Jim Sinegal, the co-founder and former CEO of Costco, once threatened to kill his predecessor if he raised the price of the hot dog combo.
Most modern leadership advice encourages leaders to listen when their employees bring up problems and to definitely not threaten to kill them.
But to become a legend, sometimes you have to ignore conventional wisdom.
Case in point: when Costco’s new CEO suggested raising the price of their famous $1.50 hot dog and soda combo, all it took was a demand and a casual death threat from Costco’s co-founder and former CEO to kickstart innovation.
Here’s the hilarious, true story as told by Costco’s CEO Craig Jelinek:
“I came to (Jim Sinegal) once and I said, ‘Jim, we can’t sell this hot dog for a buck fifty. We are losing our rear ends.’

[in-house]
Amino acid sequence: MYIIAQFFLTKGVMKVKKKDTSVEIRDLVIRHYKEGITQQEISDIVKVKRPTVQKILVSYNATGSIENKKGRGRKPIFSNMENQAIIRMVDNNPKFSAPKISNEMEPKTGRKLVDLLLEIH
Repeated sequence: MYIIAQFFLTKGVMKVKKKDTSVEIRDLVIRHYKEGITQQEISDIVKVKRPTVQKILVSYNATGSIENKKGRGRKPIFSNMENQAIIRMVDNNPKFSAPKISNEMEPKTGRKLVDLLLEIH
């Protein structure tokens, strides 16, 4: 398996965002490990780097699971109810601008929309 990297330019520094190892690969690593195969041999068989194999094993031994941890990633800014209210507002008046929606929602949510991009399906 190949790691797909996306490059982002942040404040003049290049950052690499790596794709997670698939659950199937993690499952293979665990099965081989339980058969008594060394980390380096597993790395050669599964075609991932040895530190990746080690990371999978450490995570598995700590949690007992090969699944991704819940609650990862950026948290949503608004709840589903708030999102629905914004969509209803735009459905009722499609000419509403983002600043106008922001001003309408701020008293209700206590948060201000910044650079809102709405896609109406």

And he said, ‘If you raise the [price of the] effing hot dog, I will kill you. Figure it out.’
That may disturb some people, but Sinegal’s demand coupled with a he’s-probably-just-joking-right threat motivated Costco’s leadership to figure it out.
“What we figured out we could do is build our own hot dog-manufacturing plant (in Los Angeles) and make our own Kirkland Signature hot dogs. Now we are doing so much hot dog business that we’ve opened up another plant in Chicago.
“By having the discipline to say, ‘You are not going to be able to raise your price. You have to figure it out,’ we took it over and started manufacturing our hot dogs. We keep it at $1.50 and make enough money to get a fair return.”
So, listen. I’m not saying you should routinely hurl out close-minded demands coupled with death threats, but I am saying you shouldn’t be so enlightened as to rule it out on face value.